Nature has its way on site Maintenance needed in area

August 22, 1993|By Erik Nelson | Erik Nelson,Staff Writer

As the knocking of hammers and the buzzing of circular saws competed with the song of the white-eyed viero, Al Geis stopped pushing through the dense goldenrod that came up to his chin and wondered where the path had gone.

"We're in the middle of a well-traveled trail," said Mr. Geis, a retired 63-year-old wildlife research biologist. "It was so well-traveled that they brought bulldozers back here to build a ski slope."

But that was two decades ago, in the Columbia's heady early days.

Now the site is protected as part of the nearly-1,100-acre Middle Patuxent Environmental Area. It's developing naturally alongside neighboring River Hill, the planned city's 10th and final village.

County recreation officials say they're moving ahead with 20-year-old plans to acquire the site, but it may be 1995 or later before work begins to convert the property for educational and recreational uses.

"One of the amazing things about this area is that it's used less by people today than it was 100 years ago," said Mr. Geis, who headed a now-dormant citizens' group that urged the environmental area's protection and management as a place where children could learn about nature.

Where once cornfields stood, oak trees stick out above dense, thick shrubs and other vegetation. The well-worn paths of humans have become impassable, forcing visitors to instead duck down to find trails made by the large herds of deer that dominate the area.

Since 1974, the county has sought to acquire and preserve the land. In exchange, the Rouse Co., which bought the property along with the rest of the unincorporated city in the mid-1960s, built more densely on other sites.

Land transfer slowed

Mr. Geis, who has been in love with the area ever since he bought his 20 acres across Trotter Road in 1956, is concerned that the land has yet to be transferred.

The problem is not so much what man will do the area, but what nature is doing and already has done, he said.

"It'll get less diverse," he said. "There's a false belief that the very best environmental education opportunities are in a virgin forest."

By maintaining the former cornfields that once were at the center of the property, it could continue to have one of the densest populations of woodcock in the country, Mr. Geis explained as he stood in a thicket of briars and autumn olive shrubs.

The woodcock courting area, as it is known, is now being reclaimed by forest, which has made it more unattractive to the long-billed birds.

"I went in here with a bunch of Boy Scouts and we got 81 species of birds" about 15 years ago, Mr. Geis said. It's that kind of diversity that ought to be preserved, he said.

While there is no one major sticking point holding up the land transfer, progress has slowed by a lack of staff in the Department of Recreation and Parks, said department Director Jeffrey Bourne.

"It's a matter of time and staff resources to wade through the work of finalizing all of the surveys, the land transfer documents, the contract agreements and all that," Mr. Bourne said.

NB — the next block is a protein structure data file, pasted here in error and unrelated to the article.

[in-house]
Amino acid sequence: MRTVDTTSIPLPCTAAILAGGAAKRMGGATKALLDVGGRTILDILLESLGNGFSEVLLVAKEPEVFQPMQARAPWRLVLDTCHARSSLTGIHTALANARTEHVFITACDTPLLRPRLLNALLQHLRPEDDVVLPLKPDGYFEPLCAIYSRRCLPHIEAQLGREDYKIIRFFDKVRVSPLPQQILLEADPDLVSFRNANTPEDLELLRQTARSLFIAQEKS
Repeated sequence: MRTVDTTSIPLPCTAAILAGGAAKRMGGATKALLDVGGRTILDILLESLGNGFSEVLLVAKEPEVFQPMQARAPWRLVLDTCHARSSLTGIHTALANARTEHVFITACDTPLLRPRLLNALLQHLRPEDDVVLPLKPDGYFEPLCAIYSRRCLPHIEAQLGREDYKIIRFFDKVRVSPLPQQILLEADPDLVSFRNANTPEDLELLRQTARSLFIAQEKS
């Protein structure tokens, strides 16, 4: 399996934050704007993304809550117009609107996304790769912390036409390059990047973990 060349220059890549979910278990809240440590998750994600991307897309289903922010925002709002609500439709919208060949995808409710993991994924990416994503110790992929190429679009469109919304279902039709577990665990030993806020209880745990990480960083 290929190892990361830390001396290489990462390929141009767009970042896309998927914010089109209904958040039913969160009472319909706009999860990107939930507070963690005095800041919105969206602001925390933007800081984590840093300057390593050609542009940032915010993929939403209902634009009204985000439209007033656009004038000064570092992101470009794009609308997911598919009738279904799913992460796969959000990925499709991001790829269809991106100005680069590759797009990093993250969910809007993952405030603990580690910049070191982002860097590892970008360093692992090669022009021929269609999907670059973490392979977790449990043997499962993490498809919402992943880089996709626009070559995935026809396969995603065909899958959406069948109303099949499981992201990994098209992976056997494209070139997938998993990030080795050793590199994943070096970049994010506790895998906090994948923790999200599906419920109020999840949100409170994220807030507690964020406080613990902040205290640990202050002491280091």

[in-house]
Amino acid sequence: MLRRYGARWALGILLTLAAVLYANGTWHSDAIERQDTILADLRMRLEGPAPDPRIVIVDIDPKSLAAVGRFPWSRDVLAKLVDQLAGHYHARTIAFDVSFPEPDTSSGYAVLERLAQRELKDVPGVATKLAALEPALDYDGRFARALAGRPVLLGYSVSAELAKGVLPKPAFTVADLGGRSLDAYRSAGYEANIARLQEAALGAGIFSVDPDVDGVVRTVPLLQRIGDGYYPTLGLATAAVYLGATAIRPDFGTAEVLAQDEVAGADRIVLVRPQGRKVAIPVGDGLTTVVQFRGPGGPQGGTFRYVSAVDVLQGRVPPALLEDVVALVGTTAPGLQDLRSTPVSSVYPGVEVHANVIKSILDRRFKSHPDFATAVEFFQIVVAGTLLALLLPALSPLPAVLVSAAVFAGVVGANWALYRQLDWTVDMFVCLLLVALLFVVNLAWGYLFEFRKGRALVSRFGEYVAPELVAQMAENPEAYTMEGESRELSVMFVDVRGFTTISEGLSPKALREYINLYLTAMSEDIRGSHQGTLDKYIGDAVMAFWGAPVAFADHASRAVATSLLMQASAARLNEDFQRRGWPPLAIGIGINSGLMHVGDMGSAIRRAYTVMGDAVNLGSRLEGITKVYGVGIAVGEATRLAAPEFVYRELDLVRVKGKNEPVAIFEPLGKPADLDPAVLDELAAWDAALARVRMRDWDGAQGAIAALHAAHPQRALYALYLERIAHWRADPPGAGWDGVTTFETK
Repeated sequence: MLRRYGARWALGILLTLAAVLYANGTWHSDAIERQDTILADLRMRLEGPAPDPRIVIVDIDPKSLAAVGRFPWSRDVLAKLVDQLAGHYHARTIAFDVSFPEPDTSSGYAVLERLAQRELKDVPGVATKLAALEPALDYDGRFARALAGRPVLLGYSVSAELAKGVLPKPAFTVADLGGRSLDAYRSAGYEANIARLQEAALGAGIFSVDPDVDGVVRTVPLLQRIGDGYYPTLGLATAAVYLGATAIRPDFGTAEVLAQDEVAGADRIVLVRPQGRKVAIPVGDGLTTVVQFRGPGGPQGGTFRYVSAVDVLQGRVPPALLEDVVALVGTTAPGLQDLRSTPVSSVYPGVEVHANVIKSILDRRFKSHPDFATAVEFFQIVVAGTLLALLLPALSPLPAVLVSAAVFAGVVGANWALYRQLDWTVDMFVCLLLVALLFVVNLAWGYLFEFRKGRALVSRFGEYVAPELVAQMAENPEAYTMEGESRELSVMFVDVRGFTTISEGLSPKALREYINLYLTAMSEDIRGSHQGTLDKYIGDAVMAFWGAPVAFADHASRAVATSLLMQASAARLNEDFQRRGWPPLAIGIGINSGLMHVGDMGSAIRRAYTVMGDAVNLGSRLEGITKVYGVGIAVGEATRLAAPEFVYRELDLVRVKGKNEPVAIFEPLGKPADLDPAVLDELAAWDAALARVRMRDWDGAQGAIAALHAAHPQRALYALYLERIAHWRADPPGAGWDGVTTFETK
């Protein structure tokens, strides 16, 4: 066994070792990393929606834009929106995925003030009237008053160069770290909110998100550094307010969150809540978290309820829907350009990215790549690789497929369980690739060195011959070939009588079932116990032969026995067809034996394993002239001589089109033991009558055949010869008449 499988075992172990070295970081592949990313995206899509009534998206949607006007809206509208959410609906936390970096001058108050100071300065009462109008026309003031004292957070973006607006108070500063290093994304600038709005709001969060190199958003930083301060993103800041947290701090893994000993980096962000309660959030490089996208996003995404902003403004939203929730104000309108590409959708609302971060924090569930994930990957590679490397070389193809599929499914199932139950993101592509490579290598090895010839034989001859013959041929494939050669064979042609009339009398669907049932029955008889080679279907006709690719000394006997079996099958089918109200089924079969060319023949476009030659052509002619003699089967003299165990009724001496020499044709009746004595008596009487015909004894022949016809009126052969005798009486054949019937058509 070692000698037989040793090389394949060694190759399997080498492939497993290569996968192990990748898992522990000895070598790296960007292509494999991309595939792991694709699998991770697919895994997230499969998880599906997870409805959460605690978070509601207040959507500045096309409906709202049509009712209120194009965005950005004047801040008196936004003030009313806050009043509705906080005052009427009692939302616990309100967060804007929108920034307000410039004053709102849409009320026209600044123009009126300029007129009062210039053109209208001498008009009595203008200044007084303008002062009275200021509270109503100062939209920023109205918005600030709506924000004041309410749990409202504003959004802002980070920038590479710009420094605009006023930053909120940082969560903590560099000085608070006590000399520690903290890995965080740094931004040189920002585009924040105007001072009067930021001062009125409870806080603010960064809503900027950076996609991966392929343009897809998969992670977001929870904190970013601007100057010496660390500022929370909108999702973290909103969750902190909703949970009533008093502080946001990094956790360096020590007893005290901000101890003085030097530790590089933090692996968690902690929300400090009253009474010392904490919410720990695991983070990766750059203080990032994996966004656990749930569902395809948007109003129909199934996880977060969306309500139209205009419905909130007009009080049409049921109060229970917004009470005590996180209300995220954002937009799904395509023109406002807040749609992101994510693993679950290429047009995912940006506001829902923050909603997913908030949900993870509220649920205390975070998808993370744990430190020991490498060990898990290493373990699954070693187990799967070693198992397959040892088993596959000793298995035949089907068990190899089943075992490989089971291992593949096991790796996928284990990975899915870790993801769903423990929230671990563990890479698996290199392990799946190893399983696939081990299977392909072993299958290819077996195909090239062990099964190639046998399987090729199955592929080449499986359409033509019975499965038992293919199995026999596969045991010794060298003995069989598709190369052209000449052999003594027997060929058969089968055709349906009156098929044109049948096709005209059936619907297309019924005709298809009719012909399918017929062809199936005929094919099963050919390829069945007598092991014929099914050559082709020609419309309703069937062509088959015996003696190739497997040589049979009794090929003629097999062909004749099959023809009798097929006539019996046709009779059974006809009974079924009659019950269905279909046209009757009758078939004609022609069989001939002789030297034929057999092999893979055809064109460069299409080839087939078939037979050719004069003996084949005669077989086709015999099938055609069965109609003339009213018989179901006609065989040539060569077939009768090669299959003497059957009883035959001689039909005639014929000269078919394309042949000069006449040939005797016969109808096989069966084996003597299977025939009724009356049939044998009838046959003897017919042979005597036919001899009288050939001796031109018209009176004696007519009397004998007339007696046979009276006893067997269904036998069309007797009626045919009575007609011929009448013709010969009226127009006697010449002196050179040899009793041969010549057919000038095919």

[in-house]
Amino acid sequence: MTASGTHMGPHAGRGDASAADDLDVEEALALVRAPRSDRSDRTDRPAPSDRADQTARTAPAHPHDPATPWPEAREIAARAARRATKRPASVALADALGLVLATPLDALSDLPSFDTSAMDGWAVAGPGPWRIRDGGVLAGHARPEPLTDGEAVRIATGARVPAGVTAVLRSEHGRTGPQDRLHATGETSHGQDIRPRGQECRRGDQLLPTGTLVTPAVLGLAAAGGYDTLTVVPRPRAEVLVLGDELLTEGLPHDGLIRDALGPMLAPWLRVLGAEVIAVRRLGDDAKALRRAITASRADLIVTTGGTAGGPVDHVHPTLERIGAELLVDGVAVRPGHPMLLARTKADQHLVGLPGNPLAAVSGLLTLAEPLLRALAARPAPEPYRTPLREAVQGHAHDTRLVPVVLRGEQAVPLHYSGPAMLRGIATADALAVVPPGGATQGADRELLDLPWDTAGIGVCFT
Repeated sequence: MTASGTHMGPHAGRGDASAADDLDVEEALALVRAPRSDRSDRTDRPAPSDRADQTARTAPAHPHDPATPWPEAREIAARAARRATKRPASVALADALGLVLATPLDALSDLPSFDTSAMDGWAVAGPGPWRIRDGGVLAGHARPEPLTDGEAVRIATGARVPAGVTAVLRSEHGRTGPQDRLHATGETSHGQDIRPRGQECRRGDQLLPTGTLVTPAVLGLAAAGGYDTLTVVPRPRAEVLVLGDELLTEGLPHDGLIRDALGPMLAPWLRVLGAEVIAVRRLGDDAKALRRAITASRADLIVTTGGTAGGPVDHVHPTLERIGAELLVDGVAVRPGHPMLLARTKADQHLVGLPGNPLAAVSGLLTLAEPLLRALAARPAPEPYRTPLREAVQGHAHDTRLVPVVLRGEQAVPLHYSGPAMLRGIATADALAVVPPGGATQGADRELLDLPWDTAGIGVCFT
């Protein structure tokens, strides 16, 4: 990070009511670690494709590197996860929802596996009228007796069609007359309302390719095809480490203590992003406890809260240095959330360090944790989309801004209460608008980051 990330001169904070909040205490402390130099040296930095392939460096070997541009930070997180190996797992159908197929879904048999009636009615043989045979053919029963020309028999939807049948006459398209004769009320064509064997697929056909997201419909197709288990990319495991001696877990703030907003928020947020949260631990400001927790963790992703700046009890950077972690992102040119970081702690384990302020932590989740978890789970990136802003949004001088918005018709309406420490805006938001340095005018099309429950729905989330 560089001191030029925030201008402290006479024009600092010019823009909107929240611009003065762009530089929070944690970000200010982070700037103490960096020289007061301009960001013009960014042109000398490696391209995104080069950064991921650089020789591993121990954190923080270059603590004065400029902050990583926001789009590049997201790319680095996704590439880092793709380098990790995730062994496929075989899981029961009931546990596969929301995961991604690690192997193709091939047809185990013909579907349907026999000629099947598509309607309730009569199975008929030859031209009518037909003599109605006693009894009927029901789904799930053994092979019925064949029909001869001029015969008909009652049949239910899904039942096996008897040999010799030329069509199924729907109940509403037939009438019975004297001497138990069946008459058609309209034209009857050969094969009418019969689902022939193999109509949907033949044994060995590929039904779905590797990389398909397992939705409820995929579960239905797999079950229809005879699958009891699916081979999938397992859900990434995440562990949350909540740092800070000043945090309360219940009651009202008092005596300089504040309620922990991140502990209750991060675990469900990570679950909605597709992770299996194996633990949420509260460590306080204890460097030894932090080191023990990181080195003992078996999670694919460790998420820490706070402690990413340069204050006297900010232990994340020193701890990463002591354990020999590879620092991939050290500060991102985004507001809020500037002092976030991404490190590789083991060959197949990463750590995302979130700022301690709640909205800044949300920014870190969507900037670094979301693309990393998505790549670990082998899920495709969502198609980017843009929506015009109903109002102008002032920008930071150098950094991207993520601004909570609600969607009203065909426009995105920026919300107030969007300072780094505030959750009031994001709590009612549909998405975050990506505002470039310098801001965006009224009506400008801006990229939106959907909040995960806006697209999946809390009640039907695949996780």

Because of the uncertainty, Mr. Bourne said he would not hazard a guess at when the land would officially be handed over to the county.

"We're working on it as quickly as resources permit. I would be hopeful that in the near future, we'd be taking steps closer and closer, but I'm not going to give you a date."

Some of the transfer's loose ends include a long-running debate with the Columbia Association, the nonprofit agency that runs the city's public programs and open space sites, over who will maintain parts of the area that adjoin the neighborhood of Clary's Forest.

Issues such as how often areas next to sidewalks will be mowed and who will police property infringements on the environmental area have not been resolved.

The county, which has neither the staff nor the budget to deal with such issues, is willing to license a buffer area to the Columbia Association, but so far, the association has insisted that the county take care of its own land.

Even if the land transfer doesn't happen as quickly as hoped, Mr. Bourne said, the Rouse Co. could work out a licensing agreement by which the county could begin developing the area for educational purposes.

Nature center planned

Plans for the area, developed in 1991 by a program committee of which Mr. Geis was a member, include a nature center where visitors could obtain maps of the area and learn about its ecosystem, a small amphitheater nearby, and an environmental education center to be used by the county school system, and a maintenance facility.

The committee also recommended that a sewer right-of-way that runs along the river be used as the framework for a system of nature trails.

A number of studies of the area done in the 1960s were used as reference work by the committee. One proposal in 1969, calling for the Rouse Co. to build a a 305-foot dam to create a lake on the Middle Patuxent, was scrapped long ago, for instance.

The recreation department's capital budget calls for the design of the area to begin during fiscal year 1995, which starts next July.

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